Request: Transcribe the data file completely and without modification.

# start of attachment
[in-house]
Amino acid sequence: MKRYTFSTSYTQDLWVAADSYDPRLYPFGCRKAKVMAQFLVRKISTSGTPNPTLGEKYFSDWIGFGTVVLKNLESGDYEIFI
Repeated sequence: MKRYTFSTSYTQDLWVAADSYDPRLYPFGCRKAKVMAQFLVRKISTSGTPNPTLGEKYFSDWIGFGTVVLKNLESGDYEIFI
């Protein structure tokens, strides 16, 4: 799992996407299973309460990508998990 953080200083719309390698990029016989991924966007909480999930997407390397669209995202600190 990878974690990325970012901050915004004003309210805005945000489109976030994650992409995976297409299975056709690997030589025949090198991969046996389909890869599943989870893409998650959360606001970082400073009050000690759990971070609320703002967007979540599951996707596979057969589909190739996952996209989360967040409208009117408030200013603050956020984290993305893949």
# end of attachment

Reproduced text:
[in-house]
Amino acid sequence: MKRYTFSTSYTQDLWVAADSYDPRLYPFGCRKAKVMAQFLVRKISTSGTPNPTLGEKYFSDWIGFGTVVLKNLESGDYEIFI
Repeated sequence: MKRYTFSTSYTQDLWVAADSYDPRLYPFGCRKAKVMAQFLVRKISTSGTPNPTLGEKYFSDWIGFGTVVLKNLESGDYEIFI
């Protein structure tokens, strides 16, 4: 799992996407299973309460990508998990 953080200083719309390698990029016989991924966007909480999930997407390397669209995202600190 990878974690990325970012901050915004004003309210805005945000489109976030994650992409995976297409299975056709690997030589025949090198991969046996389909890869599943989870893409998650959360606001970082400073009050000690759990971070609320703002967007979540599951996707596979057969589909190739996952996209989360967040409208009117408030200013603050956020984290993305893949």